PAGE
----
Building loyalty like Grandma’s Kitchen, one customer at a time.
I read a delightful book called Soup. The basis of the book is a fictional story of a small local business, Grandma’s Kitchen.
As the story unfolds Grandma is greeting customers with a hearty hug and warm welcome. We discover that Grandma’s business philosophy and those of her employees (the soup makers) includes showering customers with unexpected ingredients.
When you do something for a customer that is positive and unexpected, you etch that event in their memories.
This philosophy sprinkled throughout the story: a business creates a culture that helps build long-term loyalty and trust.
Here is as example of how one local business in my community builds loyalty by delivering the “unexpected.”
People who hear the term “car repair service” might think, “Ugh.” My story illustrates a different experience; a story that demonstrates how “soup makers” in any business create business success by building customer loyalty one customer at a time.
A few years ago, my vehicle developed a problem with the defroster, no heat. Two months earlier, it was in the shop for repair of a faulty alternator.
You might be thinking, sounds like she needs a new car. However, I had a dilemma; my vehicle was a manual shift, 4WD SUV, difficult to find in today’s technology-driven automobile. Fortunately, my service center appreciated the love I had for my vehicle and treated it like it was the newest top-of-the-line model.
I called the dealer and scheduled an appointment to have the defroster problem checked out. The next morning, I appeared at the service desk to check-in. The service manager greeted me by name, listened, and took notes as we reviewed the problem. I headed for the customer lounge to await the verdict; there was coffee and Wi-Fi—I was happy!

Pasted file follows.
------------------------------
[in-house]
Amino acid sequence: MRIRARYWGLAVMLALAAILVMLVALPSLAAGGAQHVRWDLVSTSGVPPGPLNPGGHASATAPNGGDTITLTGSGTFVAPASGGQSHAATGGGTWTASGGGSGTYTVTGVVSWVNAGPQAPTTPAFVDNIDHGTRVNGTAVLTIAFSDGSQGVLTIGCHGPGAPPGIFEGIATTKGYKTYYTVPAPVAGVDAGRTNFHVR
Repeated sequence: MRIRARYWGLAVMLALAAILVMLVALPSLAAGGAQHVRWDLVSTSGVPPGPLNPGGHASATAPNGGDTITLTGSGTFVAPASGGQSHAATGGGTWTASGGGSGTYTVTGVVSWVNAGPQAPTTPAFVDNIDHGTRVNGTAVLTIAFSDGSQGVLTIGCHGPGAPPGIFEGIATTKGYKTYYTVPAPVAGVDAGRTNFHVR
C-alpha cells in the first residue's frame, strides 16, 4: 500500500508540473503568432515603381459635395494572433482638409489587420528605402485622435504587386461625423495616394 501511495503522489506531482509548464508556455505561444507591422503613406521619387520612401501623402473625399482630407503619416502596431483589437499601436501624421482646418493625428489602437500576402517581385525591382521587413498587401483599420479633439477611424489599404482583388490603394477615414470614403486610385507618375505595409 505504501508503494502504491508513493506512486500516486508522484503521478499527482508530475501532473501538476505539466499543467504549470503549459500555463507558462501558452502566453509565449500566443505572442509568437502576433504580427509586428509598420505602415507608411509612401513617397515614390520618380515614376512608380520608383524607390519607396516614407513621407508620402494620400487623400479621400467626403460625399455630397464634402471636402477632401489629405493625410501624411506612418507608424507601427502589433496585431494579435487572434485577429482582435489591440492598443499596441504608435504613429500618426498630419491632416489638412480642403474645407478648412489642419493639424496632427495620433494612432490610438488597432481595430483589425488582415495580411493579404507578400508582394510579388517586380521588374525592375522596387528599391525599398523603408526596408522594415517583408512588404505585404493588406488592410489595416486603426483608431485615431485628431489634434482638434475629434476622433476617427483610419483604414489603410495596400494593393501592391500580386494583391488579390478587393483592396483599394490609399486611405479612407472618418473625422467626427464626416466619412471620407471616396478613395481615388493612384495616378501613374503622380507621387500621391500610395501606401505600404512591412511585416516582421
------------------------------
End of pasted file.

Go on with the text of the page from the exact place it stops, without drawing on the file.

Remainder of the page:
As I waited, the service manager regularly popped in to communicate updates. At the end of an hour, he returned to deliver the verdict. While pinpointing the defroster issue, the mechanic had noticed my State inspection period was coming due. As a precaution, he examined my vehicle for potential problems that might prevent it from passing the inspection.
The problems the mechanic discovered were many. But, because of his initiative, the service manager and I were able to work out a plan to manage all of the repairs in a timeframe that fit my schedule and budget. I was provided a quote for the work and a date was scheduled for repair.
The very next day, I received a follow-up call that the ordered parts had been delivered and that the dealer would be providing a loaner car while my car was in the shop.
My car was repaired. The total bill came in under the quote; the service manager had incorporated several coupon specials towards the repairs. An unexpected and nice surprise for me!
The dealership service center is an excellent example of how showering your customer with unexpected ingredients builds trust and loyalty.
Consider these tips for building loyalty by doing something for a customer that etches their experience in their memories.
- Acknowledgement. Acknowledge your clients. Greet them by name. If you’re on the phone, end the conversation if possible or look up and smile. Be relatable.
- Communicate. Maintain communication, especially if clients are waiting for answers. Periodically provide status updates, ask if there is anything they need.
- Pay Attention. Listen and have an ear for catching cues. Take notes to show you are listening.
- Initiative. Be proactive. Seize the initiative and head off potential problems that may result in schedule or cost problems for the customer.
- Incentive. Offer coupons or special incentives, particularly when they are unaware it exists and results in a cost savings.
- Follow up. No matter what service is provided follow-up is key. In the case of the dealership, the brand sends out a detailed online survey. Follow-up is essential for finding out if the unexpected brought value to your customer.
- Go the extra mile!
In today’s economy, building loyal customers vs. a one timer is a game changer. Find ways to offer “something unexpected” as a regular part of your customer’s experience.
How do you build long-lasting loyalty with your customers? Share your advice for building trust and loyalty one customer experience at a time.